Interior view of the WindSong cohousing development in Langley. (Providence Cohousing photo)

Interior view of the WindSong cohousing development in Langley. (Providence Cohousing photo)

COLUMN: Living the life in an intentional community

Columnist ML Burke has toured 10 cohousing communities but had never stayed in one — until now

Over the past 10 years I’ve been a big fan of cohousing. I did a five-day facilitation training with husband-and-wife architects Charles Durrett and Katie McCamant, both of whom are considered the instigators of the growing cohousing movement in North America. I’ve toured 10 cohousing communities but had never actually spent more than a day in each one — until now.

A rental opportunity came up in a cohousing community on Vancouver Island. As I write this I’m four of seven weeks along in this exploration. So what exactly is cohousing?

According to the National Cohousing Association in the U.S., “cohousing is community designed to foster connection, an intentional community of private homes clustered around shared space. Each attached or single-family home has traditional amenities, including a private kitchen. Shared spaces typically feature a common house, which may include a large kitchen and dining area, laundry, and recreational spaces. Shared outdoor space may include parking, walkways, open space and gardens. Neighbours also share resources like tools and lawnmowers. Cohousing makes it easy to form clubs, organize carpooling and child or elder care.”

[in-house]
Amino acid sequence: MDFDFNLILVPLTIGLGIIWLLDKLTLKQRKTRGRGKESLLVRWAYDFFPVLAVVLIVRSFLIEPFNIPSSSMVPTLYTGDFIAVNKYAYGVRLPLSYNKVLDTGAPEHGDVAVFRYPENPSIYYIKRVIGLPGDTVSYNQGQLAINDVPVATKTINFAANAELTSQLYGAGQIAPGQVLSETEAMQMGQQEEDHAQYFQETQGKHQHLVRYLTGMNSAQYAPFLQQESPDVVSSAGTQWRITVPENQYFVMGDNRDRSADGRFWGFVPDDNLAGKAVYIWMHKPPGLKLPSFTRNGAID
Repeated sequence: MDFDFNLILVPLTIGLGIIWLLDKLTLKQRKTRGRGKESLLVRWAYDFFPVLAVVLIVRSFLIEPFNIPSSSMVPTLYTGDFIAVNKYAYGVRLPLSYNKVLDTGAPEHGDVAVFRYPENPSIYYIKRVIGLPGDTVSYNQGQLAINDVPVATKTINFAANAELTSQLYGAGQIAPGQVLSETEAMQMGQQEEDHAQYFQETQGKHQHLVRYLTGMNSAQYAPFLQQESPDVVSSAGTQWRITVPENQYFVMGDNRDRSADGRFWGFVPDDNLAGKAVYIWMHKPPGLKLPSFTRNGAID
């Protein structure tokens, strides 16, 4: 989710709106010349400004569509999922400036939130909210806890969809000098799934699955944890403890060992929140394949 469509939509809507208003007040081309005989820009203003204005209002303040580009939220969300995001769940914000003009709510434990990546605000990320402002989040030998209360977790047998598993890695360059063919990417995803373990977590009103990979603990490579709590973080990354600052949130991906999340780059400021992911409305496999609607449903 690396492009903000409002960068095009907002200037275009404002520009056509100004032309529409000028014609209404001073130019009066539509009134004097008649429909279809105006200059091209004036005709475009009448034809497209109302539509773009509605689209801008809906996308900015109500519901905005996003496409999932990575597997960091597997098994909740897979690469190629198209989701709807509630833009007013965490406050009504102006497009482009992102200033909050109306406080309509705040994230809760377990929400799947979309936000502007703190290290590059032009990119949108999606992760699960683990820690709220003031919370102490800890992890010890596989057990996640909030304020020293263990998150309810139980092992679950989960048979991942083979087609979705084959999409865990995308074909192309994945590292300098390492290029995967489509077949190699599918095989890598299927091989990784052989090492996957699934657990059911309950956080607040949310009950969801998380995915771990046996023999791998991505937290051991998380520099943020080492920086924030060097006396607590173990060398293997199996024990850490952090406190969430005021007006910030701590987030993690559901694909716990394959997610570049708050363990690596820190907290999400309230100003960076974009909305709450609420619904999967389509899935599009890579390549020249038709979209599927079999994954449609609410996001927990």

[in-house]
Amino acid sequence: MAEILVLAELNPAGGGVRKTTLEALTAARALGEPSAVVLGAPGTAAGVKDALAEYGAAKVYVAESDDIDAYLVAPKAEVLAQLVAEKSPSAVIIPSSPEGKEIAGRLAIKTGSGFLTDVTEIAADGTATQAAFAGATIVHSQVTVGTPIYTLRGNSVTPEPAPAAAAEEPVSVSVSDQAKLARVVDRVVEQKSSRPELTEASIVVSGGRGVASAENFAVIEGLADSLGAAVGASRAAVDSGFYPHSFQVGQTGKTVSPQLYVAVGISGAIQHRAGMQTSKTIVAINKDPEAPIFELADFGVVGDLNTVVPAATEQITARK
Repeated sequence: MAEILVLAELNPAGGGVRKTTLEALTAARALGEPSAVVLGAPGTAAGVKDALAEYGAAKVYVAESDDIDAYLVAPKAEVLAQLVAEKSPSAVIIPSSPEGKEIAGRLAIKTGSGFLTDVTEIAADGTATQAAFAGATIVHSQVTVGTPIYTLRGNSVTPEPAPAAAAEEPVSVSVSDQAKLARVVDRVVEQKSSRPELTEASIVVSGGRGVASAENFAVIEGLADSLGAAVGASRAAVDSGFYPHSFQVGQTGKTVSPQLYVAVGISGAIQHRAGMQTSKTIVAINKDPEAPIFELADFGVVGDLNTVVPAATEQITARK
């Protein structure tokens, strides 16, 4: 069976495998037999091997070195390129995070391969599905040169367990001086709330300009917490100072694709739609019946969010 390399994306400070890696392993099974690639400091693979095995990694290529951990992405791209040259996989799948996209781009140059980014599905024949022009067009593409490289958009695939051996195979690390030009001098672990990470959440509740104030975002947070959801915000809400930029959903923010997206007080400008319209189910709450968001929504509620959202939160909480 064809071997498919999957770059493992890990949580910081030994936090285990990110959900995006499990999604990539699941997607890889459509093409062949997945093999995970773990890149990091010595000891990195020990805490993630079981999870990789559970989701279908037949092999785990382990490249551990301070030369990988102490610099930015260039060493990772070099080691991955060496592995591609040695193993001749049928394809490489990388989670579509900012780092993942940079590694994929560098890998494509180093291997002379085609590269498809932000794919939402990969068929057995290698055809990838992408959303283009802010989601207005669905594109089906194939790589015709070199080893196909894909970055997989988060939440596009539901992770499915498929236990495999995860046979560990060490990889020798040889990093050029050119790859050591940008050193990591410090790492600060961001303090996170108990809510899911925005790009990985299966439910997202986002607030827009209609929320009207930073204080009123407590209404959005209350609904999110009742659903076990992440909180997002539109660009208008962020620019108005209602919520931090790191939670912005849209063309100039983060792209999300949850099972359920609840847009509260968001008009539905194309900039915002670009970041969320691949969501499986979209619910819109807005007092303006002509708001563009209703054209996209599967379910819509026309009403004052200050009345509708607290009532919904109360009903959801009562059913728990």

I was curious to find out if I would be a fit for this lifestyle because, contrary to popular opinion, I am bit reclusive. So far I’m having a lovely time in my self-contained two-bedroom apartment, getting to know the neighbours, participating in potlucks, Sunday brunches and M&M (Meal & Movie) Nights. Everything is optional and help with prep and clean-up is appreciated.

Most “coho” communities are kept to around 30 dwellings or 50-odd people. The forming members are involved in the planning stages and act as the developer, which saves money. They take the risk and invest the funds to make the project happen while working with architects and other professionals. The legal structure is a self-managed strata, which empowers residents, builds community and saves money. Decision making is participatory and based on consensus. Homes are bought and sold at market value.

The challenges in cohousing are finding the land along with a committed group willing to put in the time and financial infusions as the project progresses, which typically takes around five years and involves many meetings. By move-in date, the forming members have forged deep relationships.

Living in cohousing is similar to being married to a bunch of like-minded friends who don’t always agree. Incoming residents need to understand the community’s focus and live by its rules and expectations. If you have a pleasant personality, patience and are willing to do your fair share, it could be the best decision you’ll ever make.

I hope to facilitate an “affordable” double cohousing community with a shared common house — one for young families and the other for empty-nesters and downsizers — because it’s the land cost that makes housing so out-of-reach. The affordability would be in the acquisition of an acre or two inside Paterson Park, which the City of Delta would lease for a dollar a year. Anyone who wants to be part of forming a group for young families or older adults, let me know.

(To learn more visit the Canadian Cohousing Network website at

ML Burke retired from the health sector to work on issues such as affordable housing. She sits on the Delta Seniors Planning Team, the City of Delta’s Community Liveability Advisory Committee and the BC Seniors Advocate’s Council of Advisors.

Like us on Facebook and follow us on Twitter